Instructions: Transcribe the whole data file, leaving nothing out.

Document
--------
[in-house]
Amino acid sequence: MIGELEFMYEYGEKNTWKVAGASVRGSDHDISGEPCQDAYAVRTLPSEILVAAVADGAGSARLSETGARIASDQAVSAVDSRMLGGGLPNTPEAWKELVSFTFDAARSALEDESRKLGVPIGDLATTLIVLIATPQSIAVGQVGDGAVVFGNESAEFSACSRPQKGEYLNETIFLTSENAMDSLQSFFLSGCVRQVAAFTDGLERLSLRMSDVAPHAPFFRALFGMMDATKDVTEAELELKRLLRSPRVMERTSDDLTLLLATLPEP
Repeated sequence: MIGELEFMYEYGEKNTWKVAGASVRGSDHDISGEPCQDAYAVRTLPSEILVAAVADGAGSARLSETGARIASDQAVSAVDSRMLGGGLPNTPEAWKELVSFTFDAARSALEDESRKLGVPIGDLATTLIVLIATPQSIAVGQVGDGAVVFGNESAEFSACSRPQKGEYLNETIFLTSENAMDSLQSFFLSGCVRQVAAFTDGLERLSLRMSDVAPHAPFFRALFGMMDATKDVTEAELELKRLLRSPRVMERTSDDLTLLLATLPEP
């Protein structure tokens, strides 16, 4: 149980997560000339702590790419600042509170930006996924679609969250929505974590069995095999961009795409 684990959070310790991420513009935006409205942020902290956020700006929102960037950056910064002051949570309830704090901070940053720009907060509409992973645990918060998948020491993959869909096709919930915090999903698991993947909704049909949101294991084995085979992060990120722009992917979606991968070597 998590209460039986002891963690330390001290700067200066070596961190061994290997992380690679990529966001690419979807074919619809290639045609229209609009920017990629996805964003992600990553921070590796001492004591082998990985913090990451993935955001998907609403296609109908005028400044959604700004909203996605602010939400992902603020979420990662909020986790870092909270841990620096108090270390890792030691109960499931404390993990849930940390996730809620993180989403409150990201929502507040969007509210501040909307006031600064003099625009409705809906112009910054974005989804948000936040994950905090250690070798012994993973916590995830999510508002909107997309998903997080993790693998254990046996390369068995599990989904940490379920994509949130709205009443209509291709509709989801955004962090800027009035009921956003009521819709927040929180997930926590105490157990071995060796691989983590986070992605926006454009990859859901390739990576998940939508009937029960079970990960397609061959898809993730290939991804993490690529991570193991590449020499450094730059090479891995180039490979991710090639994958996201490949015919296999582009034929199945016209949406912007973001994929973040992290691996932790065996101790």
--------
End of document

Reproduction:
[in-house]
Amino acid sequence: MIGELEFMYEYGEKNTWKVAGASVRGSDHDISGEPCQDAYAVRTLPSEILVAAVADGAGSARLSETGARIASDQAVSAVDSRMLGGGLPNTPEAWKELVSFTFDAARSALEDESRKLGVPIGDLATTLIVLIATPQSIAVGQVGDGAVVFGNESAEFSACSRPQKGEYLNETIFLTSENAMDSLQSFFLSGCVRQVAAFTDGLERLSLRMSDVAPHAPFFRALFGMMDATKDVTEAELELKRLLRSPRVMERTSDDLTLLLATLPEP
Repeated sequence: MIGELEFMYEYGEKNTWKVAGASVRGSDHDISGEPCQDAYAVRTLPSEILVAAVADGAGSARLSETGARIASDQAVSAVDSRMLGGGLPNTPEAWKELVSFTFDAARSALEDESRKLGVPIGDLATTLIVLIATPQSIAVGQVGDGAVVFGNESAEFSACSRPQKGEYLNETIFLTSENAMDSLQSFFLSGCVRQVAAFTDGLERLSLRMSDVAPHAPFFRALFGMMDATKDVTEAELELKRLLRSPRVMERTSDDLTLLLATLPEP
């Protein structure tokens, strides 16, 4: 149980997560000339702590790419600042509170930006996924679609969250929505974590069995095999961009795409 684990959070310790991420513009935006409205942020902290956020700006929102960037950056910064002051949570309830704090901070940053720009907060509409992973645990918060998948020491993959869909096709919930915090999903698991993947909704049909949101294991084995085979992060990120722009992917979606991968070597 998590209460039986002891963690330390001290700067200066070596961190061994290997992380690679990529966001690419979807074919619809290639045609229209609009920017990629996805964003992600990553921070590796001492004591082998990985913090990451993935955001998907609403296609109908005028400044959604700004909203996605602010939400992902603020979420990662909020986790870092909270841990620096108090270390890792030691109960499931404390993990849930940390996730809620993180989403409150990201929502507040969007509210501040909307006031600064003099625009409705809906112009910054974005989804948000936040994950905090250690070798012994993973916590995830999510508002909107997309998903997080993790693998254990046996390369068995599990989904940490379920994509949130709205009443209509291709509709989801955004962090800027009035009921956003009521819709927040929180997930926590105490157990071995060796691989983590986070992605926006454009990859859901390739990576998940939508009937029960079970990960397609061959898809993730290939991804993490690529991570193991590449020499450094730059090479891995180039490979991710090639994958996201490949015919296999582009034929199945016209949406912007973001994929973040992290691996932790065996101790």